I had planned a whole bunch of cheerful mid-century themed posts for this Christmas season.  But, on the day after Thanksgiving, Omicron decided it was a great time to burn what’s left of the world, and that kind of put a damper on things.  So did supply chain issues, delayed packages, and the holiday generally going tits up at the last minute. Taking comfort in the small things, like hot chocolate weather, Climate Change kicked in and made December abnormally warm.  As a final spit in the eye of the season, Christmas has now decided to be warm all through the mid-Atlantic states, so no matter where I roam, I can forget chestnuts roasting on an open fire. Hopefully, the food and pastries will not go over by the time I get them to their respective destinations on Christmas Eve. Time to piss on the fire, call the dogs and go home. 

In a final gasp to rescue anything good about the festivities of 2021, I will share my favorite Christmas story. It’s about the only normal thing I can indulge in this year without the ceiling falling in.  Anyone who knows me acknowledges my favorite Christmas tale is A Christmas Carol by Charles Dickens. I’ve always found it inspiring.  We know the plot by heart. Prototype Conservative, the money-grubbing miserly Scrooge, hates everyone, cares for nothing except profit, and to Hell with everyone else. (He’s the spirit animal of Mitch McConnell, Joe Manchin, and the entire Republican Party.)  Enter some supernatural intervention in the form of four ghosts, one of whom was his business partner in life, now suffering the torments of the afterlife for being a greedy skinflint.  Together the quartet scares the holy Hell out of the old man in a wild night of haunting.  Scrooge awakens on Christmas day chastened. Realizing he’s wasted the bulk of his life as an utter selfish prick, he has a change of heart.  Redeemed, he becomes an actual caring human being, is reminded other people exist, and money means nothing after death. 

One Christmas, I embarked on watching every adaptation of the story ever made.  By the time I reached the 6th hour, a family member cried “Uncle!”, accused me of torturing everyone, and fled the house.  To avoid a repeat faux pas on my blog, I’ll highlight my top picks of A Christmas Carol.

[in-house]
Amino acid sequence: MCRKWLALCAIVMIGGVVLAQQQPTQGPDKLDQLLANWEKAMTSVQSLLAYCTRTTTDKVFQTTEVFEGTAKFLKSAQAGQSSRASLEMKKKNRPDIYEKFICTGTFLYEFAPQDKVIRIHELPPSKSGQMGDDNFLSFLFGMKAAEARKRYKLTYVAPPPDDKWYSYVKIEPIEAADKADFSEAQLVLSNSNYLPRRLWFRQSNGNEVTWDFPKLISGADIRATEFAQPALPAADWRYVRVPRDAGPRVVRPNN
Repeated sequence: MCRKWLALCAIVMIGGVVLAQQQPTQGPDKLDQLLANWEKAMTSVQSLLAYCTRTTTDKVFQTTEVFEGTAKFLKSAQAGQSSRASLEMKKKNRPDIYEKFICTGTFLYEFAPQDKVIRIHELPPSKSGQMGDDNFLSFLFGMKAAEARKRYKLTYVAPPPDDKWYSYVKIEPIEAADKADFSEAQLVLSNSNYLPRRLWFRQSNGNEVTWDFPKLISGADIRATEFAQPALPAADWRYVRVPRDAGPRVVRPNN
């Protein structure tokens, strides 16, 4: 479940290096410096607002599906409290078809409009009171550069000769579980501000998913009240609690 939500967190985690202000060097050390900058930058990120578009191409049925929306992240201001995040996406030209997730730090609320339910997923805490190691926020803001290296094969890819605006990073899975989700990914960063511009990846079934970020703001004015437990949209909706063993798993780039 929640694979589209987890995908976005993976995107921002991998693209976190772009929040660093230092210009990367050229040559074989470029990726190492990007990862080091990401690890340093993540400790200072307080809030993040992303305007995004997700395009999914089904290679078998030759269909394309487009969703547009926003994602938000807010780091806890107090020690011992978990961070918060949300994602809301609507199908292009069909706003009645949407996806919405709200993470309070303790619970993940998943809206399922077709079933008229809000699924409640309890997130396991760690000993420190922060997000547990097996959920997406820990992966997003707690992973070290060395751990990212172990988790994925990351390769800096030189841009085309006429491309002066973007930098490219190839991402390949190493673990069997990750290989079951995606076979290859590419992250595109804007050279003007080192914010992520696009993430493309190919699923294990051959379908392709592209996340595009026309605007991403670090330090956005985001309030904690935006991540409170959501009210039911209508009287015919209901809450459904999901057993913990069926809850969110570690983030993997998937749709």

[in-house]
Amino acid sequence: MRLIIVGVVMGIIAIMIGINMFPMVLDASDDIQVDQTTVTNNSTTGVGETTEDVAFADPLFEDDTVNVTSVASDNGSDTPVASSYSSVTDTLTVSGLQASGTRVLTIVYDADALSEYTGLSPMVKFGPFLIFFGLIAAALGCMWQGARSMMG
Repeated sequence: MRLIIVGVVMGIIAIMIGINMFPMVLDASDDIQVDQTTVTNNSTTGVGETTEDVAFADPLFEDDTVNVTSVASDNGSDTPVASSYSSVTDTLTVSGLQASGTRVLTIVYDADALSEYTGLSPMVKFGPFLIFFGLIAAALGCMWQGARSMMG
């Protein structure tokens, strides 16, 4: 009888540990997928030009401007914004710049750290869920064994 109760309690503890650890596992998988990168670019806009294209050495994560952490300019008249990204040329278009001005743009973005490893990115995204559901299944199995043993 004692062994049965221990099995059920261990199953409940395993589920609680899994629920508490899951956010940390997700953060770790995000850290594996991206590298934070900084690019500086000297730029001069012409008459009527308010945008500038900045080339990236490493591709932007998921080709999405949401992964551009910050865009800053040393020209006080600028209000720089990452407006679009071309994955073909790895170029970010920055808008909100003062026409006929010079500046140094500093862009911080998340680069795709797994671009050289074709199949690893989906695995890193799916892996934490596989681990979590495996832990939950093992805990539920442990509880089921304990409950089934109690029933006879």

Hermione Baddeley as Mrs. Cratchit

1. A Christmas Carol ( aka Scrooge UK release, 1951)

This film is the gold standard for all productions of the story.  Gloomy, bleak, and shot in glorious black and white, it captures the mood of Dickens’ tale completely. Alister Sim gives a marvelous performance in a wonderfully cast movie. Sim’s Scrooge is not only believable as the awful miser, but his redemption is genuine and without the half-mad histrionics. Good acting throughout, this is how it’s done.  As a bonus, Hermione Baddeley (Mrs. Naugatuck on Maude) is cast as Mrs. Cratchit. Also, look for a young Patrick Macnee (John Steed on The Avengers) as young Marley.

“Christmas Yet to Come” scared me in 1962
Jack Cassidy as Bob Cratchit

2. Mr. Magoo’s Christmas Carol (1962)

Special to me because this was my first remembered introduction to the story as a child. This animated version was an hour-long cartoon broadcast on prime-time television in 1962.  Presented as a Broadway musical with bumbling Mr. Magoo in the lead, it’s thoroughly entertaining. It’s also the first musical version of the story.  The characters are voiced by veterans Jim Backus, Morey Amsterdam, Paul Frees, and Les Tremayne.  The real star in this production is Jack Cassidy, who voices Bob Cratchit.  Cassidy, the father of David, was a hot property on Broadway at the time and absolutely shines in main number The Lord’s Bright Blessing and the duet with Backus, Ringle, Ringle/It’s Frightfully Cold. Another favorite is The Plunderers March/We’re Despicable, and the cartoon introduces us to perhaps the saddest song ever made for a holiday special. All Alone in World made me cry at age four and still makes me sad. Though Mr. Magoo is a somewhat forgotten cartoon character, this animation holds up amazingly well 60 years later. 

The brillant Albert Finney

3. Scrooge (Musical 1970) 

Songs! Dance! Albert Finney! Scrooge is the first musical version done for the big screen.  Yes, this musical was simply an attempt to cash in on the award sweeping Oliver! Yes, Albert Finney wasn’t a song and dance man. Still, it works and makes me happy. Albert Finney was an outstanding actor and is genuinely believable in the title role. The score, written by Leslie Bricusse and arranged and conducted by Ian Fraser, it’s full of entertaining, catchy tunes.  Notable supporting cast members are Dame Edith Evans as Christmas Past and Sir Alec Guinness as Marley.  Clocking in at 113 minutes, it’s the longest adaptation on film.  Mostly following the original canon, it is fast-paced, and the songs are lovely. The score gives us I Hate PeopleFather Christmas, and the toe-tapping, Thank You Very Much! The choreography is fantastic. The show-stopping finale is so energetic it’s hard to sit still through the number, no matter how exhausted I am from the Christmas season.